Love Letter is a Renaissance themed deduction card game, which has just been rereleased by Z-Man Games. Originally released back in 2012, the game is designed by Seiji Kanai and sees players attempting to woo a princess. This latest release has been tweaked to play with 2 – 6 players rather than the 2 – 4 players of old. Taking around 20 – 25 minutes to play a game, spies will be deployed, priests will reveal things and Kings will be up for trading. However, is this a romance of gameplay or a royal failure? Let’s find out.
Opening the bag players will find favour tokens to place in the middle of the table. Next, they’ll find reference cards to pass to each player and then the deck of 21 cards. Shuffle the deck and round 1 is ready to be played. First, a single card is discarded facedown from the deck. In a 2 player game an additional 3 cards are discarded at this stage – though they are face up. Then, each player is dealt a card.
On a turn the active player draws a card. This gives them two cards to choose from. Picking to play one it’s action is performed if possible. To understand why effects are beneficial it is best to know the aim. The aim is simple; either be the last player still in a round or when the deck runs out have the highest numbered card in your hand. Each card is numbered 0 – 9, with cards of the same number being identical. The 10 types of cards are all unique. The most common card type is the Guard. The Guard has a value of 1, with 6 of them in the deck. When a Guard is played the player chooses an opponent and attempts to guess their card. Successfully doing so eliminates that opponent from the round.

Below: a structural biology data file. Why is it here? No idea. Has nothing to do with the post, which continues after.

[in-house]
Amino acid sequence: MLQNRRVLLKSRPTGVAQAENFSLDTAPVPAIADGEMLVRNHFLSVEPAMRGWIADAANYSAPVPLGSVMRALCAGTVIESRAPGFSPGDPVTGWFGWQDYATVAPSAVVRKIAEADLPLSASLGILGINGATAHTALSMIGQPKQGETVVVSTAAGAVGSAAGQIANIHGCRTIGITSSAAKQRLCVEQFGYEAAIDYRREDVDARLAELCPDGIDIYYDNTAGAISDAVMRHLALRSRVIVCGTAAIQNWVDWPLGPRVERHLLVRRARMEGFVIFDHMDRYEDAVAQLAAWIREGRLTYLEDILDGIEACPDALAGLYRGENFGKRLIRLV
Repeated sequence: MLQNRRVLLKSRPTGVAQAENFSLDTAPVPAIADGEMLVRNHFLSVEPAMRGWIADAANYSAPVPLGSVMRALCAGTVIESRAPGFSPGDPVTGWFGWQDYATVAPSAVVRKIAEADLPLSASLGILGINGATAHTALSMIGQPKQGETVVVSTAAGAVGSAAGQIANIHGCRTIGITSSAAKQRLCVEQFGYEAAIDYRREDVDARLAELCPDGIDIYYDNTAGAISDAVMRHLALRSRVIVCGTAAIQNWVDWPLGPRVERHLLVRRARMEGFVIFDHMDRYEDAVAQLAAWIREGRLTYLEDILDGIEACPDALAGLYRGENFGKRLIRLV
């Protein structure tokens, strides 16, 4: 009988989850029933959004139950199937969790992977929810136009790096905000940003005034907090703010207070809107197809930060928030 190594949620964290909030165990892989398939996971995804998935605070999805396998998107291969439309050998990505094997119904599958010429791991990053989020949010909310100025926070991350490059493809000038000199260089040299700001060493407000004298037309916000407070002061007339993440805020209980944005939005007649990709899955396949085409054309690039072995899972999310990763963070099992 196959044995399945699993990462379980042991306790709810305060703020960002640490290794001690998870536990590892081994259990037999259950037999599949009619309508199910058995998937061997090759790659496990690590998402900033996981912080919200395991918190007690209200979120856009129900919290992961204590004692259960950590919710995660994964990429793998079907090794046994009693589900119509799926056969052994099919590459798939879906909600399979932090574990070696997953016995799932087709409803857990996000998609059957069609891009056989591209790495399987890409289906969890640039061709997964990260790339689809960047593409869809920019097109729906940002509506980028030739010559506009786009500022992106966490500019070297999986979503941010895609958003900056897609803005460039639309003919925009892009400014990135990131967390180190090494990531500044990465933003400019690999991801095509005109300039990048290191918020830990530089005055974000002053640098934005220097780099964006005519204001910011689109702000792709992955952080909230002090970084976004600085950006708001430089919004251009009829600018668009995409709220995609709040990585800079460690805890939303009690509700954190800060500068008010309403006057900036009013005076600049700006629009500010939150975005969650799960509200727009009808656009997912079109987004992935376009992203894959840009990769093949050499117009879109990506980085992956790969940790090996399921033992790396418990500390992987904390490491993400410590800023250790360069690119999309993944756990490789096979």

There are many ways to get eliminated. For example, the Baron – valued 3 – sees two players compare cards and the lowest valued is eliminated. Even holding onto the Princess herself – with a value of 9 – can be dangerous. Discarding or even playing her will see the player eliminated. Not every card has direct conflict, in fact the Handmaiden – valued 4 – stops you being targeted for a round. Then, there is the Spy – valued 0 – that will gain the player a favour token if they are the only player to play a Spy that round.
At maximum 2 favour tokens can be earnt in a round, by winning the round or via a Spy. At the end of the round players check to see if they have enough favour with the princess to win. The amount is determined by the player count (e.g. at 2 players you need to gain 6 tokens). It is possible that two players, but not more, simultaneously reach the required amount. If this is the case then the victory is shared, otherwise the sole winner is crowned. If the target amount of favour isn’t reached it is time to collect the cards, shuffle them and start another round.
The game comes with a tiny rulebook. This is both in size and what you’ll need to teach. All the information past setup and the aim is on the cards themselves. This does make them a little daunting to some, whom haven’t played a similar game. For these players it is best to step them through each card individually. For most gamers, go through a general gist and they are ready and raring to go.